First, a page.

In discussing some of the gameplay changes necessary to make EQOA more of a console savvy experience instead of an extremely complex port of the original's mechanics, we spoke with Alex von Minden, community relations manager for EQOA. One of the most noticeable differences between EQ PC and EQOA is that parties are limited to four members instead of six. This was done to make playing the game easier for solo players as well as pairs. Mr. Humble as well as several of the other members of the development team stated that they wanted to make the game enjoyable for the single player as well as the team player. While soloing in many MMORPG's, including EQ PC, is extremely difficult, the team wanted to try to accommodate those kinds of players in EQOA. SOE expressed that soloing in EQOA will not be an easy task, but will be more manageable than the PC versions. As a community based game, EQOA was intended to bring players together, so naturally, survival and progress in the game will be much easier in a group. The team noted that they had to keep in mind the fact that the console could be turned on and off at any time when designing the game. While players may require hundreds, perhaps even thousands of hours to fully experience the world SOE has created, the developers haven't lost sight of the casual gamer. Aware that many players won't be able to pull thirteen hour marathons, SOE has designed a wide variety of quests for those with limited playing time and those who have time to kill. In fact, new content is planned for the very end of this month with several new class specific abilities and items for those players brave enough to challenge them. You can check the details here.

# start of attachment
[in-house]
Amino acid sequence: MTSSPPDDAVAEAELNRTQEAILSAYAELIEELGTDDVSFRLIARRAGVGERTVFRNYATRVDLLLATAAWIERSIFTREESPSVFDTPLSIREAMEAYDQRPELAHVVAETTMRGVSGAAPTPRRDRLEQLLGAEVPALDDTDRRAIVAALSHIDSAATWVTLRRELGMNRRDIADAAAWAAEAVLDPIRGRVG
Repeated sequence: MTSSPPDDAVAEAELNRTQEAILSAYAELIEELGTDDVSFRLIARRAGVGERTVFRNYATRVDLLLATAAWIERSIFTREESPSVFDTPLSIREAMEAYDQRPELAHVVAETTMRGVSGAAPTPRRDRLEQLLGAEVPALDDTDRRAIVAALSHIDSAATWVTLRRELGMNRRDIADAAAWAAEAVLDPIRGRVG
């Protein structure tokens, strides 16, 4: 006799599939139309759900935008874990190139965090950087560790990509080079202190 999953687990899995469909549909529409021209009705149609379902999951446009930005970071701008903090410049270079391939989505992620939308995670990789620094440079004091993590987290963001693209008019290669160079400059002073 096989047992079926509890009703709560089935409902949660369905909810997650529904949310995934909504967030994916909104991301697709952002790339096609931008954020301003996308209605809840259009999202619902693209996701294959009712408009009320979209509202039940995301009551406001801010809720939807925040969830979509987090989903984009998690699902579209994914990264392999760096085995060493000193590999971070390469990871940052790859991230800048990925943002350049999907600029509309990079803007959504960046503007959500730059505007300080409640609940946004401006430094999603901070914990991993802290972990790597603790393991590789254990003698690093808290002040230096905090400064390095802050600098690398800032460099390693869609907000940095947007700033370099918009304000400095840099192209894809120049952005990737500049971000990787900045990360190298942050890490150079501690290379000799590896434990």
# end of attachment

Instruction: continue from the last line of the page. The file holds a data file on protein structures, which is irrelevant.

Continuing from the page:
One of the major differences between EQOA and its DirectX sibling is the lack of player vs. player (PvP) combat. Benjamin Bell, producer and game designer for EQOA, stated that this decision was made to give players more of a cooperative-based community instead of one where new players live in fear of player character killers (PK'ers). Also, players won't be privy to the amount of damage their teammates dish out, instead, the only numerical data they'll ever see is their own. This was implemented to keep things simple for the console crowd and to prevent discrimination between seasoned and inexperienced players. Concerned parents will also be happy to note that EQOA also features a profanity filter that is continually updated as swearing shortcuts appear.
Players unfamiliar with EverQuest will find that the 13 available character classes fall into 4 archetypes: tanks who soak damage for the group, melee fighters who do direct damage with weapons, casters who do magical damage from range and cleric-type characters who are responsible for healing. While specialized, SOE emphasized that each class would be self sufficient enough to solo, but are terribly effective if used appropriately in a team.